In academic administration, alumnus learns to lead by listening
May 12, 2022
May 12, 2022
After graduating with a Master of Art in Teaching, Mathematics, Rapport taught math for six years at North Branford High School. During this time, he volunteered with a variety of clubs and activities.
Rapport returned to Quinnipiac to earn his certification in educational leadership and administration after his positive undergraduate experience.
“The professors were supportive and real about what you were going to get in the education field. I felt like I knew what I was walking into, while other universities do a lot of theoretical learning,” said Rapport. “Quinnipiac sent us on fieldwork all over the place, to different schools with different environments.”
The final portion of the graduate program was particularly impactful on Rapport.
“We were encouraged to go in and see how administration operates, how they build budgets, work to improve instruction, how they structure disciplinary measures and what workload to expect,” he said. “Quinnipiac set up realistic expectations, teaching us not to go in and scorch the earth, but diagnose what the students need. We were encouraged to listen to the community and start to fix issues in a logical way.”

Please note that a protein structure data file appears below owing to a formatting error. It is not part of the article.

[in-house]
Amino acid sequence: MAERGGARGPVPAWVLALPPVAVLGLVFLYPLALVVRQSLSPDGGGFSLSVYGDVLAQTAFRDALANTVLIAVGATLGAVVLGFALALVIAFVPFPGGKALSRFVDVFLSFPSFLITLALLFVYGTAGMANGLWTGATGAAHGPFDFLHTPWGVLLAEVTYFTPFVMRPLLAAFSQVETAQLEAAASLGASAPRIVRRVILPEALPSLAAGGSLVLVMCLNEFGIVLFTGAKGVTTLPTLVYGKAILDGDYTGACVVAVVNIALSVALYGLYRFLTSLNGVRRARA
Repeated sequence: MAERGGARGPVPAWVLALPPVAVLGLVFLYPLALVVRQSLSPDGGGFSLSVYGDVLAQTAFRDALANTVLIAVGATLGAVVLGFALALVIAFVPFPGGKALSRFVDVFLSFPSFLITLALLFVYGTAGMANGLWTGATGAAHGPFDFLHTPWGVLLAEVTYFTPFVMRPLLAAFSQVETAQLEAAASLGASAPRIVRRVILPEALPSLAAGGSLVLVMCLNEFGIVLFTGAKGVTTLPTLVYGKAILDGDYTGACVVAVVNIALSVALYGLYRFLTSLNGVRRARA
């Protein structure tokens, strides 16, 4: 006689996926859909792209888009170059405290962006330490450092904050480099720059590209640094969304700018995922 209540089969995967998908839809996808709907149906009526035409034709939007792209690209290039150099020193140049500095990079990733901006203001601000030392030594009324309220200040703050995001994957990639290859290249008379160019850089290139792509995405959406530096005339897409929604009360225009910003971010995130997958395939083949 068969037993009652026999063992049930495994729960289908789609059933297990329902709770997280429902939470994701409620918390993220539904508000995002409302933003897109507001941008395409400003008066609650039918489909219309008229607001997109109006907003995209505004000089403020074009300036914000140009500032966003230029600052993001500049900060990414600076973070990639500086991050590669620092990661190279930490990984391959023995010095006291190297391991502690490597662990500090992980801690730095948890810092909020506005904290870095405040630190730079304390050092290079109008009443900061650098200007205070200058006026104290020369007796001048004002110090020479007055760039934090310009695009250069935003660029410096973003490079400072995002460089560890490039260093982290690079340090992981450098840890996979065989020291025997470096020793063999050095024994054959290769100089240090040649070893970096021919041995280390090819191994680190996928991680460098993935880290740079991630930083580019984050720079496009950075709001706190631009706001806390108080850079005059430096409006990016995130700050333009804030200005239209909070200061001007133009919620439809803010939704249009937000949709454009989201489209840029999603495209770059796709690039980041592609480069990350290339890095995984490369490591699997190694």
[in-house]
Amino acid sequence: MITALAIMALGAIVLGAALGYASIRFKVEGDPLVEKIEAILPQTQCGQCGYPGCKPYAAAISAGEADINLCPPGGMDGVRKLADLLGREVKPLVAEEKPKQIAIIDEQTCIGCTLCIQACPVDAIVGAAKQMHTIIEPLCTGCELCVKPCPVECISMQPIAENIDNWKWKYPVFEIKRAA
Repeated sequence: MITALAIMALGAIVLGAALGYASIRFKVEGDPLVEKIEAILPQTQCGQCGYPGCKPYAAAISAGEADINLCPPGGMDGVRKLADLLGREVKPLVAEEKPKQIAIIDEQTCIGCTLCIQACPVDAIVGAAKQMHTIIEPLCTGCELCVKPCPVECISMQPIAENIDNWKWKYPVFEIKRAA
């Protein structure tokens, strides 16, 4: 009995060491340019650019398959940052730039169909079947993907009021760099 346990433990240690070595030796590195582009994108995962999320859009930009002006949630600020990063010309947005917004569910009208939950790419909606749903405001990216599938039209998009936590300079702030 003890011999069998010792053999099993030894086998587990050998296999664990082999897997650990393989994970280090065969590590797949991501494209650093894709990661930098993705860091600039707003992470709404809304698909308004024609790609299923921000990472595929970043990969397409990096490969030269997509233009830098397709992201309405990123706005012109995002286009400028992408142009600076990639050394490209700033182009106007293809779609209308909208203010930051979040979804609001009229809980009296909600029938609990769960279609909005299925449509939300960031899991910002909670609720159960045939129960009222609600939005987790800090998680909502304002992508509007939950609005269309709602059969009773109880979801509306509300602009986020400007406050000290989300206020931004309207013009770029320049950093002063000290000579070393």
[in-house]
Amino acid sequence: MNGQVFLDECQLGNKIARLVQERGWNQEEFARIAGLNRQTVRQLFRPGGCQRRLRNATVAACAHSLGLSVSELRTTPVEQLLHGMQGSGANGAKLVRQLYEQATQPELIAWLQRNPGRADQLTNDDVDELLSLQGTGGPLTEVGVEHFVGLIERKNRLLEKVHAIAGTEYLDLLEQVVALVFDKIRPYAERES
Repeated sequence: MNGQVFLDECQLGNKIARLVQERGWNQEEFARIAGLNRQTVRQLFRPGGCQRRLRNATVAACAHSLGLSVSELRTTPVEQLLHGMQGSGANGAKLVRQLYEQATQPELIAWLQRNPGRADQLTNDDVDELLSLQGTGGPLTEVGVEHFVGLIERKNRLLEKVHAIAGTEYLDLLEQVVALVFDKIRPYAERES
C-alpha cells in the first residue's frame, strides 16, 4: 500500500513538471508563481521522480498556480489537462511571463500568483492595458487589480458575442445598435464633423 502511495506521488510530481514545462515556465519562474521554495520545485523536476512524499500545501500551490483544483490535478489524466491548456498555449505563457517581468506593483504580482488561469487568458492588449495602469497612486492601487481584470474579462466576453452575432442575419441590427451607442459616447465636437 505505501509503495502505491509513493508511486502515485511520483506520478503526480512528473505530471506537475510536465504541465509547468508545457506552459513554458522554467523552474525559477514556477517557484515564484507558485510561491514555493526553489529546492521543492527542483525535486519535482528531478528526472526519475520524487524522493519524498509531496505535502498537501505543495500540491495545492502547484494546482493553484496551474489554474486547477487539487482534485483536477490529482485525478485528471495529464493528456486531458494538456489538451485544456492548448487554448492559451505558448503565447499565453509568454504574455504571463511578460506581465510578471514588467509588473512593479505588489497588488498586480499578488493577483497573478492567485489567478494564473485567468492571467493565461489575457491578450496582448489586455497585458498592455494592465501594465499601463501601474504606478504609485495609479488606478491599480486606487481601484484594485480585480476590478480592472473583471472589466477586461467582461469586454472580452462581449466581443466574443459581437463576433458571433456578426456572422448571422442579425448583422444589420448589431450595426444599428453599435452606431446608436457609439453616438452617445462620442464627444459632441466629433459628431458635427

After gaining his certificate, Rapport acted as the assistant principal of two elementary schools in Cumberland, Rhode Island. He became the assistant principal of South Kingstown High School in 2017.
Discovering the most effective ways to teach and bolster students through COVID-19 is of utmost importance, said Rapport.
“It’s been challenging, especially in terms of how the pandemic affected the students’ mental health in different ways,” he said. “It’s been at the forefront of our concerns.”
For more effective support, South Kingstown administration shifted its response intervention system. Previously, students who needed extra help would spend one period in the class and then another full remedial period on the subject, like how elementary schools operate, said Rapport.
“Now, kids are getting pulled out from study hall for the extra help they need. This is more tangible for the kids and makes the help more palatable. They’re buying into it because they can still seek electives they want,” he said. “We developed tiers of support. There are safety nets in place, but we also focus on what teachers can do to support students along the way.”
These efforts generated substantial results. South Kingstown High jumped 400 spaces in national ranking from last year, said Rapport.
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